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All homes that are bought, sold or rented require an Energy Performance Certificate (EPC). The idea behind them is that they show you how to make your home more energy efficient. EPCs work by giving ratings that compare current energy efficiency and carbon dioxide emissions with potential figures that your home could achieve.
But what does this mean in practice? The existing EPC requirements are considered by most professionals in the conveyancing industry to be somewhat of a waste of time.
In the years since the initial obligations to provide an EPC were retained following the demise of the Home Buyers Reports, not one of my clients has ever asked for a copy of the report or shown any interest in it. The proposition that someone will base a decision as to whether to purchase or lease property based on its energy efficiency is questionable to say the least.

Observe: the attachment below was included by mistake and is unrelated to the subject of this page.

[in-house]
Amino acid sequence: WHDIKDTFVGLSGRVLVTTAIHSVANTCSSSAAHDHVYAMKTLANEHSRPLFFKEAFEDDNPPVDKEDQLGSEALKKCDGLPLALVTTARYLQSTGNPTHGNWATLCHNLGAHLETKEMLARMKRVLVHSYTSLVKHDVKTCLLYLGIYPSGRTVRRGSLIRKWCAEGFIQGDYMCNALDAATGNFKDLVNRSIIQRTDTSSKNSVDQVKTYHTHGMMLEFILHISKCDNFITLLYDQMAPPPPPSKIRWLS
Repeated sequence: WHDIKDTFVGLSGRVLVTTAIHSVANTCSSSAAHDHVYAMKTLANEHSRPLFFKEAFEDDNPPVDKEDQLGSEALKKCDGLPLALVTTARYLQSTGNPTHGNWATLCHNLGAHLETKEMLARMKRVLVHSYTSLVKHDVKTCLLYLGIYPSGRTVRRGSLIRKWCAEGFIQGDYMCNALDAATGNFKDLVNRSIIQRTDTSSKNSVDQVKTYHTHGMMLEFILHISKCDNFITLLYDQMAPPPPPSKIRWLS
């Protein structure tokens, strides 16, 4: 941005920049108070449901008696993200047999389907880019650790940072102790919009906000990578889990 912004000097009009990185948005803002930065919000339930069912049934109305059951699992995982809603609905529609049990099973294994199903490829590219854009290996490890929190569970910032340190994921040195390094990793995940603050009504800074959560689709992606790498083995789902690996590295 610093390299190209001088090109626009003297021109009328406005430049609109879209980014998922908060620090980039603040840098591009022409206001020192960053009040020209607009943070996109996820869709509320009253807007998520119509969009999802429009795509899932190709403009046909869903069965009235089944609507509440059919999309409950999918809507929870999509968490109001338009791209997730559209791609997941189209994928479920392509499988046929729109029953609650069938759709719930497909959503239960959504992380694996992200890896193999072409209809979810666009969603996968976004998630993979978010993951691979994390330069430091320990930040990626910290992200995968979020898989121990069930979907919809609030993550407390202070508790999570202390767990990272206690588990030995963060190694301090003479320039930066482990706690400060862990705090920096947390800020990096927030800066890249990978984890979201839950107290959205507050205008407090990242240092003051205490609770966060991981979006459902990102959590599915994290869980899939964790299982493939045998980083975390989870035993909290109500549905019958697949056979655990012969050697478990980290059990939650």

However we cannot escape the fact that we are in the age of climate change and environmental responsibility. In light of this, from April 2012 the government have extended the scheme and it will be necessary to provide an EPC before letting a residential or commercial property for any length of time.
As from 6th April, all properties need a valid EPC before the property is marketed to let or for sale and agents must be satisfied a survey is booked before advertising the property.
The EPC must be available within 7 days of marketing and a copy of the front page must be attached to all marketing particulars, whether printed or online. Potential tenants (and buyers) are entitled to see a full copy of the report when viewing the property.
Although this may sound like a formality, it must be taken seriously. The powers given to trading standard officers has increased. They can demand files from agents to ensure the EPC was in place at the relevant time. They can impose fines for breaching the regulations of up to £200 for residential property and £5,000 for commercial property. Remember, always get advice.
Gelbergs Solicitors is based in Islington, London N1 and offers comprehensive legal advice on all property law issues. Call us on 020 7226 0570 and ask for Graeme Taylor or Russell Shapiro. Our website can be found at www.gelbergs.co.uk and twitter at @gelbergs.